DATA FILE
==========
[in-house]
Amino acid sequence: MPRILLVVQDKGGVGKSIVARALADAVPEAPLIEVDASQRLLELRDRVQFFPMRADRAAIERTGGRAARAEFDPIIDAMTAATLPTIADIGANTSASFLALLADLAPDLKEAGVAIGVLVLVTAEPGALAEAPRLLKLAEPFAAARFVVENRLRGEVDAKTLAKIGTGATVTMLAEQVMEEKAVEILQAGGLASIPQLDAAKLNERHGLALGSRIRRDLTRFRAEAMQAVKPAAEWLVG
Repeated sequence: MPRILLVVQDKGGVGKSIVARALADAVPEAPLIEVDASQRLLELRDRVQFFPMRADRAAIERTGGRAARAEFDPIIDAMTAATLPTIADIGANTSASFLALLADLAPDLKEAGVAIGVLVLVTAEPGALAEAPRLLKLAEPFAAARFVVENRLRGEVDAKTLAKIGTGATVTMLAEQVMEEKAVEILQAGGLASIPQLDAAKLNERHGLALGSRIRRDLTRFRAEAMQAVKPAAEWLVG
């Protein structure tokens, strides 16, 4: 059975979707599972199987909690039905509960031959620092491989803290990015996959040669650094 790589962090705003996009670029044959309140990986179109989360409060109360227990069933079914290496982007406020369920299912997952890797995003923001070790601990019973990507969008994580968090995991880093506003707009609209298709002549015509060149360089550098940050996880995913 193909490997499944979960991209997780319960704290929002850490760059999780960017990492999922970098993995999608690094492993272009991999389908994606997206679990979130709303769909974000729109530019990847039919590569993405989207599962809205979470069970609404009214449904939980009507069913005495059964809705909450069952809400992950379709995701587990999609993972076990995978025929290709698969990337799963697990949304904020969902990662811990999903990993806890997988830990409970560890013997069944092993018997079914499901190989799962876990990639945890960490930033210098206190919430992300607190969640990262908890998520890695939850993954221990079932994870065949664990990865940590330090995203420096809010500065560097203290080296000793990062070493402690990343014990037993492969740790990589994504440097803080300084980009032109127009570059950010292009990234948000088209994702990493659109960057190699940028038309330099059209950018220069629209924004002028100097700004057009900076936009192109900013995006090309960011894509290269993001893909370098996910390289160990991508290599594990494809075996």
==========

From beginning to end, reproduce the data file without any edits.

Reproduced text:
[in-house]
Amino acid sequence: MPRILLVVQDKGGVGKSIVARALADAVPEAPLIEVDASQRLLELRDRVQFFPMRADRAAIERTGGRAARAEFDPIIDAMTAATLPTIADIGANTSASFLALLADLAPDLKEAGVAIGVLVLVTAEPGALAEAPRLLKLAEPFAAARFVVENRLRGEVDAKTLAKIGTGATVTMLAEQVMEEKAVEILQAGGLASIPQLDAAKLNERHGLALGSRIRRDLTRFRAEAMQAVKPAAEWLVG
Repeated sequence: MPRILLVVQDKGGVGKSIVARALADAVPEAPLIEVDASQRLLELRDRVQFFPMRADRAAIERTGGRAARAEFDPIIDAMTAATLPTIADIGANTSASFLALLADLAPDLKEAGVAIGVLVLVTAEPGALAEAPRLLKLAEPFAAARFVVENRLRGEVDAKTLAKIGTGATVTMLAEQVMEEKAVEILQAGGLASIPQLDAAKLNERHGLALGSRIRRDLTRFRAEAMQAVKPAAEWLVG
């Protein structure tokens, strides 16, 4: 059975979707599972199987909690039905509960031959620092491989803290990015996959040669650094 790589962090705003996009670029044959309140990986179109989360409060109360227990069933079914290496982007406020369920299912997952890797995003923001070790601990019973990507969008994580968090995991880093506003707009609209298709002549015509060149360089550098940050996880995913 193909490997499944979960991209997780319960704290929002850490760059999780960017990492999922970098993995999608690094492993272009991999389908994606997206679990979130709303769909974000729109530019990847039919590569993405989207599962809205979470069970609404009214449904939980009507069913005495059964809705909450069952809400992950379709995701587990999609993972076990995978025929290709698969990337799963697990949304904020969902990662811990999903990993806890997988830990409970560890013997069944092993018997079914499901190989799962876990990639945890960490930033210098206190919430992300607190969640990262908890998520890695939850993954221990079932994870065949664990990865940590330090995203420096809010500065560097203290080296000793990062070493402690990343014990037993492969740790990589994504440097803080300084980009032109127009570059950010292009990234948000088209994702990493659109960057190699940028038309330099059209950018220069629209924004002028100097700004057009900076936009192109900013995006090309960011894509290269993001893909370098996910390289160990991508290599594990494809075996």